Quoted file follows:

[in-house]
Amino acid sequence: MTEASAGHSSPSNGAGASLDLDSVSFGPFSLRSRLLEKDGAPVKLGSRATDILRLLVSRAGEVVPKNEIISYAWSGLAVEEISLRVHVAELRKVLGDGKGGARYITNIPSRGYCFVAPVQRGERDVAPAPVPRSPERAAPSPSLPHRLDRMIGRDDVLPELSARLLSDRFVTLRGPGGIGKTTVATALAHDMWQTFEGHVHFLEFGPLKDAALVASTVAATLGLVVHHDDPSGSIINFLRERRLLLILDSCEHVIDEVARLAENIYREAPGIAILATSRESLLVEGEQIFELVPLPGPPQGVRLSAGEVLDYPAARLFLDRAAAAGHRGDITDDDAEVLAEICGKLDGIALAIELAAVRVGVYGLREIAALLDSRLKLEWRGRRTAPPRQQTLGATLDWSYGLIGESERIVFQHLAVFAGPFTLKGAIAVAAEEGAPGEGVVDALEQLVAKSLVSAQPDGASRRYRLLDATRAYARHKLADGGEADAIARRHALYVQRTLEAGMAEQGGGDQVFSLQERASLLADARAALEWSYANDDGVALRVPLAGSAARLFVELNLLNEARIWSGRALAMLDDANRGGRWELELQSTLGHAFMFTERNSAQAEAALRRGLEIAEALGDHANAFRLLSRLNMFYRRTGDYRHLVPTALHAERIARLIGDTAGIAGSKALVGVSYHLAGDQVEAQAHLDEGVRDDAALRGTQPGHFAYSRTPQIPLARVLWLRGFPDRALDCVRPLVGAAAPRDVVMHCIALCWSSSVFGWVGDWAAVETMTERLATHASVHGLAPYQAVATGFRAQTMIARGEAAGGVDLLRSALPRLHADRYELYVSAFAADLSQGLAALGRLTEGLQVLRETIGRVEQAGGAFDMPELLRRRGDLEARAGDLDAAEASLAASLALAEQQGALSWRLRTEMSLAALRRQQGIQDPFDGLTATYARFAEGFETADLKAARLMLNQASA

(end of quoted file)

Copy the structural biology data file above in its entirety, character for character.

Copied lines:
[in-house]
Amino acid sequence: MTEASAGHSSPSNGAGASLDLDSVSFGPFSLRSRLLEKDGAPVKLGSRATDILRLLVSRAGEVVPKNEIISYAWSGLAVEEISLRVHVAELRKVLGDGKGGARYITNIPSRGYCFVAPVQRGERDVAPAPVPRSPERAAPSPSLPHRLDRMIGRDDVLPELSARLLSDRFVTLRGPGGIGKTTVATALAHDMWQTFEGHVHFLEFGPLKDAALVASTVAATLGLVVHHDDPSGSIINFLRERRLLLILDSCEHVIDEVARLAENIYREAPGIAILATSRESLLVEGEQIFELVPLPGPPQGVRLSAGEVLDYPAARLFLDRAAAAGHRGDITDDDAEVLAEICGKLDGIALAIELAAVRVGVYGLREIAALLDSRLKLEWRGRRTAPPRQQTLGATLDWSYGLIGESERIVFQHLAVFAGPFTLKGAIAVAAEEGAPGEGVVDALEQLVAKSLVSAQPDGASRRYRLLDATRAYARHKLADGGEADAIARRHALYVQRTLEAGMAEQGGGDQVFSLQERASLLADARAALEWSYANDDGVALRVPLAGSAARLFVELNLLNEARIWSGRALAMLDDANRGGRWELELQSTLGHAFMFTERNSAQAEAALRRGLEIAEALGDHANAFRLLSRLNMFYRRTGDYRHLVPTALHAERIARLIGDTAGIAGSKALVGVSYHLAGDQVEAQAHLDEGVRDDAALRGTQPGHFAYSRTPQIPLARVLWLRGFPDRALDCVRPLVGAAAPRDVVMHCIALCWSSSVFGWVGDWAAVETMTERLATHASVHGLAPYQAVATGFRAQTMIARGEAAGGVDLLRSALPRLHADRYELYVSAFAADLSQGLAALGRLTEGLQVLRETIGRVEQAGGAFDMPELLRRRGDLEARAGDLDAAEASLAASLALAEQQGALSWRLRTEMSLAALRRQQGIQDPFDGLTATYARFAEGFETADLKAARLMLNQASA